Then there was sleek, sexy  Ming, from Vietnam and her Pekingese dog, Smokey. She seemed to swish rather than walk, even though she was small in stature. Actually, she buzzed. She spoke in staccato phrases.  She was always going somewhere, and never seemed to study. Her father was in a high level VIP and lived overseas  in France, I think. When he called, she jumped.

Another one in our eccentric group  was James, Neil’s roommate, with his thick sandy,uncooperative wavy hair and teddy bear body. He was tall and big, not heavy, not fat, just…large. His mouth would be set in a firm line more often than not. He never belly laughed. He had a soft side, a deep side. If I remember right, he was a Scorpio. James owned a purple velvet cape that he would put on when kids were partying. A woman had sewed the garment for him and I sensed a history there. The seamstress, a former lover perhaps, lived in North Carolina and was associated with the Grateful Dead. I wasn’t a “Deadhead” but was fascinated listening to the kids who were into the lingo and culture. The “dead” part scared me. People would read the Tibetan Book of the Dead, popular at that time but I never did read it, nor did I care much. I loved blues and jazz, zydeco and gospel. In literature I was into heavy stuff like Sartre and Nietzsche, as well as  the English romantic poets like Keats and Shelley. I was into Steinbeck-imagining myself doing my version of  Travels With Charley .

 But James was quiet for a reason. His father had died during a diving accident, an underwater death. James was with his father when this traumatic event occurred. Even though he didn’t talk about it much, I sensed a great sadness, even a feeling that he somehow was responsible because at 14, he couldn’t have saved his own father.  His eyes always held a quiet discernment; there was a certain barrier that couldn’t be crossed with James. I think he was still in love with his former flame.

Also at New Dorm, lived Sheila Rothberg, who had her own huge room near the front lobby.  Somebody had pulled strings to get her that room. She also kept to herself a lot and drew huge pastel portraits of Louis Armstrong, Miles Davis, and was into the beat poets and Castaneda. She was allowed to have a hot plate-totally against the rules.  I’d heard rumors about manic depression, but I really didn’t know much about her. She was always pleasant but I never saw her in any art classes and she would disappear from campus from time to time.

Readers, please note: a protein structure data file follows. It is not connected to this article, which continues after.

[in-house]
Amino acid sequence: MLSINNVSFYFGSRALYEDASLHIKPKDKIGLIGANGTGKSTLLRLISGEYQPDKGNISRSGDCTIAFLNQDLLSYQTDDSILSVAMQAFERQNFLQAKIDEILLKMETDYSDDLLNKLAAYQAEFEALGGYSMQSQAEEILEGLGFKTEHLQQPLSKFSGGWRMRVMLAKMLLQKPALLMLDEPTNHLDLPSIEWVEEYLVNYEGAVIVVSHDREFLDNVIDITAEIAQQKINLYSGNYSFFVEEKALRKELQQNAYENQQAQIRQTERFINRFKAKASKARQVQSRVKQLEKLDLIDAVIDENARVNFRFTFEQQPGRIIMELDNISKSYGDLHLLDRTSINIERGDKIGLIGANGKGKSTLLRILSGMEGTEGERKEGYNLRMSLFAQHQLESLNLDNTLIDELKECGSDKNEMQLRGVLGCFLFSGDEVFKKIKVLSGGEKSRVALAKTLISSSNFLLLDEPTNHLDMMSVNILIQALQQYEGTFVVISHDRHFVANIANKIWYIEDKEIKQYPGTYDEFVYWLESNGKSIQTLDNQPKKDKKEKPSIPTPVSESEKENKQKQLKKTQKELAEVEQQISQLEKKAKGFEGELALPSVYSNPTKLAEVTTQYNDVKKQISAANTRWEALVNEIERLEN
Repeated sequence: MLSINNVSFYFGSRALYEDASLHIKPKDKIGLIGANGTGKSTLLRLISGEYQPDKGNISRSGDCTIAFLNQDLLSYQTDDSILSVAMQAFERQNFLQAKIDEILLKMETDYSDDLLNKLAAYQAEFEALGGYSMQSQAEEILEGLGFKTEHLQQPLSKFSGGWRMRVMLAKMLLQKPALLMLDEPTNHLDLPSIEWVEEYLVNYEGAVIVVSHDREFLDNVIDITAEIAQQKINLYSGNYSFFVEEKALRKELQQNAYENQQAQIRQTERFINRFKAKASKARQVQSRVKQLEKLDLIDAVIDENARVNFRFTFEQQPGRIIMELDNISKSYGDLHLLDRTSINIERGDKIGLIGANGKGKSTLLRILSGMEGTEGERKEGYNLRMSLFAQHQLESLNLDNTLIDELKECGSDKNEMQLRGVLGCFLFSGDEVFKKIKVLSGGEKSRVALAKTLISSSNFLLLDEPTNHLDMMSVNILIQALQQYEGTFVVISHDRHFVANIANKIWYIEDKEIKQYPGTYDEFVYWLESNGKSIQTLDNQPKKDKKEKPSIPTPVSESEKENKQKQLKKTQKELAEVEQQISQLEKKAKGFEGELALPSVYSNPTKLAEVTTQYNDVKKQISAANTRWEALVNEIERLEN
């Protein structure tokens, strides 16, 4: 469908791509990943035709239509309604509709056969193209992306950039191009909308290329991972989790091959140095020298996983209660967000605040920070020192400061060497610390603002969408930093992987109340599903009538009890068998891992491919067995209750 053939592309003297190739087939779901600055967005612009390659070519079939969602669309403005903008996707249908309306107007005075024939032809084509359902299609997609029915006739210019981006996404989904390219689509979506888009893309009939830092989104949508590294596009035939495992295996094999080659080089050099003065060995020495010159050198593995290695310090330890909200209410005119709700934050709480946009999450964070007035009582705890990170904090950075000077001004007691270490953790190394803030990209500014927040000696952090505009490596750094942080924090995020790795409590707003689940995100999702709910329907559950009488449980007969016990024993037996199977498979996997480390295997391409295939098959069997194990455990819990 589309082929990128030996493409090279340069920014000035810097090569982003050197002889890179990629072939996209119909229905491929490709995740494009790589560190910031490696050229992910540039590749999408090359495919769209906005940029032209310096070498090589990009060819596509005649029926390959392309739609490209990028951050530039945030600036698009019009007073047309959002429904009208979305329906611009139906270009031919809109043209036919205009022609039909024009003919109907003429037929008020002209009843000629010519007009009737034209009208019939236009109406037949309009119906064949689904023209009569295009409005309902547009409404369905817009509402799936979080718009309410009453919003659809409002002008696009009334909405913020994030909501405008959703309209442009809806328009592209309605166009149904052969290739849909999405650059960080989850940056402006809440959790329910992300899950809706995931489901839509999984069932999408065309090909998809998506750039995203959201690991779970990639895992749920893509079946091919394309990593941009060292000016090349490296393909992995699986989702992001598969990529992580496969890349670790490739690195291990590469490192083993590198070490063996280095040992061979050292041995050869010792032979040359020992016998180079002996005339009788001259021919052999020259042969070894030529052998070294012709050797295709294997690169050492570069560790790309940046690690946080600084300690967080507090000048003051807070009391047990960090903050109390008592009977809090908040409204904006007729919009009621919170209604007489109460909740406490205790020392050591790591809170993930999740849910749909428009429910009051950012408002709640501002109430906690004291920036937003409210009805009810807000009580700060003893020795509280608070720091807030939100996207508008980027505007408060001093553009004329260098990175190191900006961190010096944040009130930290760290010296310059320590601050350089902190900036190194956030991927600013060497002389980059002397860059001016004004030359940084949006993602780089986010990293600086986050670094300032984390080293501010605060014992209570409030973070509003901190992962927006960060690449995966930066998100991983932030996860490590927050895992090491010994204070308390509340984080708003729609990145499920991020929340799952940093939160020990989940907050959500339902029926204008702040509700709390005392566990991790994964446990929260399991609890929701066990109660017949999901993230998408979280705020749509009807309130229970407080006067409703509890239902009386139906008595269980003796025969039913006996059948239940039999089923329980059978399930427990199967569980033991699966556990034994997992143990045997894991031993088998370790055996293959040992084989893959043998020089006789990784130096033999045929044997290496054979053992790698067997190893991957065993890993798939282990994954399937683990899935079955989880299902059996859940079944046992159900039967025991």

Then there was dearest Yasmin, from Afghanistan, and her American red-haired roommate, Libby. I adored them. Yasmin was quiet and loved dancing. She had olive skin and gentle ways. She felt isolated from her country and family. I never saw anyone from her family. She worked in the mail room at the college. By the second year of college they lived off campus. We had spent hours together my first year in college. Libby had the most handsome boyfriend, whom she adored, an older guy named Steve or Rick or something. He worked in a mechanic shop in her home town in Maryland  and eventually he  broke it off with Libby. I’d never seen someone so shattered when they split. She sat at her window and cried and cried. We all felt so badly for her. Cups of tea and sympathetic cards didn’t help. She would pull herself together and go to work grilling hamburgers and serving coffee at The Lodge, then come back to her room and weep again. Dear sweet Libby. She hand embroidered intricate Celtic patterns on the pockets of our jeans, just to be nice. When I think about her, my heart still wrenches at the thought of her suffering that break up.

 “Black Dorm” was upstairs on the second floor in New Dorm. African-American students wrestled an approval from the administration and negotiated having a completely segregated wing. They had the best parties. Most of the students in that wing were dedicated to their studies. Civil rights and politics were on most of our minds, at least such topics were common with the people I knew.

  Anyway,  one brother named “Sparks” was the nicest guy and was friends with everybody. Sparks was like the big brother for the whole town. He had charisma and was one of those people whom others admire. He wasn’t stand-offish to the  few of us white kids who loved to dance at the Black Dorm parties. He called me “Lil Sis” and we spoke often about life  and the outrageously beautiful  Creole girl he was in love with over at Miami. She was a high-class beauty in pre-med.  He really loved that woman. Somehow Sparks had made it out of inner city  Detroit and the future was looking good with his track and baseball accolades. He was a health nut before everyone else got into the fad.  Women flocked to him like a movie star.